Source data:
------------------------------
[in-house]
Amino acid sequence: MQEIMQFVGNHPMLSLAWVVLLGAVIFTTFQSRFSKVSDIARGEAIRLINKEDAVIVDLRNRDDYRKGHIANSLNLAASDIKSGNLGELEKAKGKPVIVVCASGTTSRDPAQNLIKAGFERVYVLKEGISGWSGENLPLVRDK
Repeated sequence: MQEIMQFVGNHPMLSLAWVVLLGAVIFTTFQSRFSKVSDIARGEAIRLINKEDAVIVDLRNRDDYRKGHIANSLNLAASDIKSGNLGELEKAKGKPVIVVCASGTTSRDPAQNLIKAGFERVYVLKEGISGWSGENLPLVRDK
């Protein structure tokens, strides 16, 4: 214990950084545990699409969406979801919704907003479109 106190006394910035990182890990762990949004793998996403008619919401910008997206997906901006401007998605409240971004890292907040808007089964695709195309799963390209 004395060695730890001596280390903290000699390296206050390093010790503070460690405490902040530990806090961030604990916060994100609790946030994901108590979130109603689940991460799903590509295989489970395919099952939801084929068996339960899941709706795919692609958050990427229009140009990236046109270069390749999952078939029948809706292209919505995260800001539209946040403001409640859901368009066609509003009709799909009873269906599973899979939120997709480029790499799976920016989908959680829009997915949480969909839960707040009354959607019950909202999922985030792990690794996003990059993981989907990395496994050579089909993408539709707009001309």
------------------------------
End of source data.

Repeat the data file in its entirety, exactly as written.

[in-house]
Amino acid sequence: MQEIMQFVGNHPMLSLAWVVLLGAVIFTTFQSRFSKVSDIARGEAIRLINKEDAVIVDLRNRDDYRKGHIANSLNLAASDIKSGNLGELEKAKGKPVIVVCASGTTSRDPAQNLIKAGFERVYVLKEGISGWSGENLPLVRDK
Repeated sequence: MQEIMQFVGNHPMLSLAWVVLLGAVIFTTFQSRFSKVSDIARGEAIRLINKEDAVIVDLRNRDDYRKGHIANSLNLAASDIKSGNLGELEKAKGKPVIVVCASGTTSRDPAQNLIKAGFERVYVLKEGISGWSGENLPLVRDK
């Protein structure tokens, strides 16, 4: 214990950084545990699409969406979801919704907003479109 106190006394910035990182890990762990949004793998996403008619919401910008997206997906901006401007998605409240971004890292907040808007089964695709195309799963390209 004395060695730890001596280390903290000699390296206050390093010790503070460690405490902040530990806090961030604990916060994100609790946030994901108590979130109603689940991460799903590509295989489970395919099952939801084929068996339960899941709706795919692609958050990427229009140009990236046109270069390749999952078939029948809706292209919505995260800001539209946040403001409640859901368009066609509003009709799909009873269906599973899979939120997709480029790499799976920016989908959680829009997915949480969909839960707040009354959607019950909202999922985030792990690794996003990059993981989907990395496994050579089909993408539709707009001309």